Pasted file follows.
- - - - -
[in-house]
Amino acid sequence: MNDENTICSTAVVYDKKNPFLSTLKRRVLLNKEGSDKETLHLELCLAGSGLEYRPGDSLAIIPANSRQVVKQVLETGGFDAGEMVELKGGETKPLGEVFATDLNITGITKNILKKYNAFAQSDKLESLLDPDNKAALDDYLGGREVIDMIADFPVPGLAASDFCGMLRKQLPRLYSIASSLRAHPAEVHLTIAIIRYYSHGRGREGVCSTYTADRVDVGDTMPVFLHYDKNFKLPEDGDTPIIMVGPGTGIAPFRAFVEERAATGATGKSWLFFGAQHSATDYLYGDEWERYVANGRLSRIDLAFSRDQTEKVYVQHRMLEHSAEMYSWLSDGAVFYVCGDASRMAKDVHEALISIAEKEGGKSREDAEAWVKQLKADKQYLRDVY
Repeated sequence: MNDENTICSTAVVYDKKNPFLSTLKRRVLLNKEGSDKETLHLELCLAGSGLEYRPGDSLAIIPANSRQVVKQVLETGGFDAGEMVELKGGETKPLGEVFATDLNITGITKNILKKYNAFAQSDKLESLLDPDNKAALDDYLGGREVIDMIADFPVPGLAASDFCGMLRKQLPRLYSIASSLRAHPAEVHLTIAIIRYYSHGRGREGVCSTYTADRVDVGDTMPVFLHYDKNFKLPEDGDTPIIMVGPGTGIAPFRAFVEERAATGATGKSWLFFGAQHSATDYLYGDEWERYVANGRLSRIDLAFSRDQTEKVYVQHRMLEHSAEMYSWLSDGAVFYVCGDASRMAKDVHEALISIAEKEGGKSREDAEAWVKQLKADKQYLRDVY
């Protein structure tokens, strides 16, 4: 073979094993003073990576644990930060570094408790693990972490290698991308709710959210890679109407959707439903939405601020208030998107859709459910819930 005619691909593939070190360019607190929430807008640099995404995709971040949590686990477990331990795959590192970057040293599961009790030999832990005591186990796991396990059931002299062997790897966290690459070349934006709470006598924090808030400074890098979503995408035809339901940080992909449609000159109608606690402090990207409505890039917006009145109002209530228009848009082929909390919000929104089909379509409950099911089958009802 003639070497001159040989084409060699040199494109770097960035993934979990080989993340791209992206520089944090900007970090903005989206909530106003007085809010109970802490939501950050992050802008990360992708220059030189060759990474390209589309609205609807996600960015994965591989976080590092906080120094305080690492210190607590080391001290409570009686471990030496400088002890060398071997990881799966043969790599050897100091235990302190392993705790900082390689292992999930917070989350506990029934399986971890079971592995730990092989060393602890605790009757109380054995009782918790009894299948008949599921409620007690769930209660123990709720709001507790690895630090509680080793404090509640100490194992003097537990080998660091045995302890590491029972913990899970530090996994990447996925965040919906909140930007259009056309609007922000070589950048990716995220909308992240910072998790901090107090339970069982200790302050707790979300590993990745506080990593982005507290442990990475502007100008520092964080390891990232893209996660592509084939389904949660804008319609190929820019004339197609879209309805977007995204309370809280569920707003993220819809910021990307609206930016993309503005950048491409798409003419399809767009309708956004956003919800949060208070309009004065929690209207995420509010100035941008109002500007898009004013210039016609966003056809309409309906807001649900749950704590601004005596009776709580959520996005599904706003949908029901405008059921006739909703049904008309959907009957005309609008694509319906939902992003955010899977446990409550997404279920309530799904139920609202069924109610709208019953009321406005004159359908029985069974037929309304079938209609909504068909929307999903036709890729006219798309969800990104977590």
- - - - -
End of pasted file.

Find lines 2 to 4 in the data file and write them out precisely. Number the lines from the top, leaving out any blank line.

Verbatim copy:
Amino acid sequence: MNDENTICSTAVVYDKKNPFLSTLKRRVLLNKEGSDKETLHLELCLAGSGLEYRPGDSLAIIPANSRQVVKQVLETGGFDAGEMVELKGGETKPLGEVFATDLNITGITKNILKKYNAFAQSDKLESLLDPDNKAALDDYLGGREVIDMIADFPVPGLAASDFCGMLRKQLPRLYSIASSLRAHPAEVHLTIAIIRYYSHGRGREGVCSTYTADRVDVGDTMPVFLHYDKNFKLPEDGDTPIIMVGPGTGIAPFRAFVEERAATGATGKSWLFFGAQHSATDYLYGDEWERYVANGRLSRIDLAFSRDQTEKVYVQHRMLEHSAEMYSWLSDGAVFYVCGDASRMAKDVHEALISIAEKEGGKSREDAEAWVKQLKADKQYLRDVY
Repeated sequence: MNDENTICSTAVVYDKKNPFLSTLKRRVLLNKEGSDKETLHLELCLAGSGLEYRPGDSLAIIPANSRQVVKQVLETGGFDAGEMVELKGGETKPLGEVFATDLNITGITKNILKKYNAFAQSDKLESLLDPDNKAALDDYLGGREVIDMIADFPVPGLAASDFCGMLRKQLPRLYSIASSLRAHPAEVHLTIAIIRYYSHGRGREGVCSTYTADRVDVGDTMPVFLHYDKNFKLPEDGDTPIIMVGPGTGIAPFRAFVEERAATGATGKSWLFFGAQHSATDYLYGDEWERYVANGRLSRIDLAFSRDQTEKVYVQHRMLEHSAEMYSWLSDGAVFYVCGDASRMAKDVHEALISIAEKEGGKSREDAEAWVKQLKADKQYLRDVY
């Protein structure tokens, strides 16, 4: 073979094993003073990576644990930060570094408790693990972490290698991308709710959210890679109407959707439903939405601020208030998107859709459910819930 005619691909593939070190360019607190929430807008640099995404995709971040949590686990477990331990795959590192970057040293599961009790030999832990005591186990796991396990059931002299062997790897966290690459070349934006709470006598924090808030400074890098979503995408035809339901940080992909449609000159109608606690402090990207409505890039917006009145109002209530228009848009082929909390919000929104089909379509409950099911089958009802 003639070497001159040989084409060699040199494109770097960035993934979990080989993340791209992206520089944090900007970090903005989206909530106003007085809010109970802490939501950050992050802008990360992708220059030189060759990474390209589309609205609807996600960015994965591989976080590092906080120094305080690492210190607590080391001290409570009686471990030496400088002890060398071997990881799966043969790599050897100091235990302190392993705790900082390689292992999930917070989350506990029934399986971890079971592995730990092989060393602890605790009757109380054995009782918790009894299948008949599921409620007690769930209660123990709720709001507790690895630090509680080793404090509640100490194992003097537990080998660091045995302890590491029972913990899970530090996994990447996925965040919906909140930007259009056309609007922000070589950048990716995220909308992240910072998790901090107090339970069982200790302050707790979300590993990745506080990593982005507290442990990475502007100008520092964080390891990232893209996660592509084939389904949660804008319609190929820019004339197609879209309805977007995204309370809280569920707003993220819809910021990307609206930016993309503005950048491409798409003419399809767009309708956004956003919800949060208070309009004065929690209207995420509010100035941008109002500007898009004013210039016609966003056809309409309906807001649900749950704590601004005596009776709580959520996005599904706003949908029901405008059921006739909703049904008309959907009957005309609008694509319906939902992003955010899977446990409550997404279920309530799904139920609202069924109610709208019953009321406005004159359908029985069974037929309304079938209609909504068909929307999903036709890729006219798309969800990104977590």